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Bangalore – 8 months and counting….

Filed Under (Social) by Olle on 19-04-2009

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… or “What have we learnt so far?”

So, I feel it’s time to get down on “paper”, what we Projectplace and especially the R&D department,  have learnt so far from working with a remote development team in Bangalore.

First of all, what is the set up and starting point?

We have one team of developers in Stockholm Sweden together with a team of Interaction and Visual Designers, a team of Testers, a Scrum Master, a Product Council and the Project Owner.

In Bangalore we have a team of developers, a tester and (soon) a Scrum Master.

Early yet, but we can learn a few things anyway

A developer is a developer is a developer.

Yes there are culture differences and we embrace  them, but most of the stuff is the same all over the globe it seems. A developer needs to feel part of the team, have the possibility to learn and grow, be able to raise issues and be listened to. Let the developers in Bangalore find their own way of going by their work, but be crystal clear about the core values and the company strategy! This is not something that is negotiable, if we have agreed on something, stick to it!.

Have someone from the head office onsite, values applies for all!

We have learned that is is vital that someone who knows the company, has deep knowledge about the product and is an ambassador of the core values, is working in the remote site. All the meetings, mails and all can never replace the daily conversations and good examples of behavior.

The core values must of course be implemented everywhere the company operates, they are global for all working for Projectplace. We are on the same team!

Meet as often as possible.

Online meetings, video conferences, telephone calls, however plenty, can never replace in real life meetings! The developers needs to connect with each other, the most efficient way of doing this is face to face. We have had developers in Stockholm going to Bangalore and Bangalore developers going to Stockholm. The longer the stay the deeper and better the results.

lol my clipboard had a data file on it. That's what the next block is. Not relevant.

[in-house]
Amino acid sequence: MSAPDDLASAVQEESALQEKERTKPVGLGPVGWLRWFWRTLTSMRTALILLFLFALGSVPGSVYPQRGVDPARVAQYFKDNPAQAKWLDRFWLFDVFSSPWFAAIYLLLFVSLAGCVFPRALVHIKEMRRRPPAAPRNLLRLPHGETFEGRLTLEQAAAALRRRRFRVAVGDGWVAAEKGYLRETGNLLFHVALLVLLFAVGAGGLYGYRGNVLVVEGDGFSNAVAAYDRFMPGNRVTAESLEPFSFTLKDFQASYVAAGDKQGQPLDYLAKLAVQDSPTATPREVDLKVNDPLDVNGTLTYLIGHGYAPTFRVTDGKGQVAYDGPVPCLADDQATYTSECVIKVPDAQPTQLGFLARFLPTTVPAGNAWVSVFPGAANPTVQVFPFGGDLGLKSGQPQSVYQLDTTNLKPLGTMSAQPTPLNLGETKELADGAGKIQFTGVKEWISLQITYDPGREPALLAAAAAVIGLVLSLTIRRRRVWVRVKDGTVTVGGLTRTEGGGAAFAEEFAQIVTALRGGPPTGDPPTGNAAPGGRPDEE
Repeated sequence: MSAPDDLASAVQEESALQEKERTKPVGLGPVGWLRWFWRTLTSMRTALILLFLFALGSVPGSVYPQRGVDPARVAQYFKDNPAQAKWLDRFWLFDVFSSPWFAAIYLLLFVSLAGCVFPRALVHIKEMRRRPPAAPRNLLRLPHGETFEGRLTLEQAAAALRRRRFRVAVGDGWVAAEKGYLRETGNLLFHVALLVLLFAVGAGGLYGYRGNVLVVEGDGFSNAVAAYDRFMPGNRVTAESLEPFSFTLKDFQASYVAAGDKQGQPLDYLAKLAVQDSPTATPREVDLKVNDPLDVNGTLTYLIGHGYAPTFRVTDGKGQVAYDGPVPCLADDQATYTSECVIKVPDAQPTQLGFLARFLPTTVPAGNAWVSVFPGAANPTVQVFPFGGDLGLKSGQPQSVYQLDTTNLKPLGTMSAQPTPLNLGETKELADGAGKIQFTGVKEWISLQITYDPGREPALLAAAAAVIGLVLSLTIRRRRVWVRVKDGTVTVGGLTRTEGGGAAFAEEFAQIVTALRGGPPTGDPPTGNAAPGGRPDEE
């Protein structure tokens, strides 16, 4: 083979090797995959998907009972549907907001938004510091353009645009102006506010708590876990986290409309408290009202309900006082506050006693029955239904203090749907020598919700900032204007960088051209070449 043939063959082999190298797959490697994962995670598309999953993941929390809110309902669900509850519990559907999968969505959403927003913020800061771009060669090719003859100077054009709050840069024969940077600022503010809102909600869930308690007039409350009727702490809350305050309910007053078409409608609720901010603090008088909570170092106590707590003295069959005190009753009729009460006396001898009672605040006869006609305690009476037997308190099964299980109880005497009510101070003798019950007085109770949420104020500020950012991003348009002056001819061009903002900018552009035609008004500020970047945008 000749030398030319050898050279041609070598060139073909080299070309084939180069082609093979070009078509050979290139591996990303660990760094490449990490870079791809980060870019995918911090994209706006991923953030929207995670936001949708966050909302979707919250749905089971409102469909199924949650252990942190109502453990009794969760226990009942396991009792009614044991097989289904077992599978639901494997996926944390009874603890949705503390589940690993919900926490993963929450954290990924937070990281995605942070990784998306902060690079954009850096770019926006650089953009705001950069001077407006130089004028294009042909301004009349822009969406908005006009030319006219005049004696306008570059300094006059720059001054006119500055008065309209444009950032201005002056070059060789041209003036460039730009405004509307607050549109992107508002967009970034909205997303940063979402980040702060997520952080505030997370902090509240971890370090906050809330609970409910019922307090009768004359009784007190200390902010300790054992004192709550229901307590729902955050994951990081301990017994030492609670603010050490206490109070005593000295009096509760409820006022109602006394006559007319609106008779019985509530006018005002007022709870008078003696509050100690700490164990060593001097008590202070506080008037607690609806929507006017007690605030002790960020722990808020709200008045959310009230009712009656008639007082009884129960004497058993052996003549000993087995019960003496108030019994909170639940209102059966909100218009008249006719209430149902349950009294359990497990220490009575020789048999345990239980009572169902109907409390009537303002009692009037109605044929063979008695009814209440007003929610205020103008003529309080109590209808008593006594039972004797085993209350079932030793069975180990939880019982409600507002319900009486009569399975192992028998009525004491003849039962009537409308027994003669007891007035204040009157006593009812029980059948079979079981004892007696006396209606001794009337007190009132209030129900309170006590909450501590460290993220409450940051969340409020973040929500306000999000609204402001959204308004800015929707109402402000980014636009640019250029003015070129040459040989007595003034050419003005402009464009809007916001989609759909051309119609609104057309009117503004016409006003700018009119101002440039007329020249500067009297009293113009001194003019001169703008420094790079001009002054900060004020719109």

Make the remote team independent.

To make the remote team perform, make sure that they feel they have the power to take decisions, especially things that impact their working day. Remove all the obstacles that make decision-making hard and slow.

Communications channels needs to be up and running.

The remote team needs to know what is happening, and especially things that affects their work. It’s frustrating to wait for answers or feedback.

We have tried using Skype, gTalk, MSN, Yammer etc to stay in contact, but we still have a long-way to go.

“Hire the best and set them free” is still the way to do it.

By the best I do not mean the developer that can write the smartest or fastest piece of code. The best in my mind is the developer with the best drive and attitude, the will to share and lead or really any other trait that will make the group perform and become best. It is totally true that the group will always outrun the best individual, so make sure that the group is happy and performing!

In Bangalore there are a lot of developers and Scrum Masters that have done this before, listen to them, they have the experience that you have not (if you are new to this as we are).

Be crystal clear about the purpose of outsourcing.

The remote team needs to know the agenda! Are we looking long term or is this a short venture? Can you expect more commitment from developers if the company is looking for a long-term relationship? Hell yes!

My impression is that many Indian developers working for medium sized service companies are usually tired of bureaucracy, so they love to be treated as any other employee of the offshoring company rather than as mere consultants. So give them the freedom they need and treat them as you would any other employee. Now you can expect and, and in the long run demand, commitment.

…. to be continued.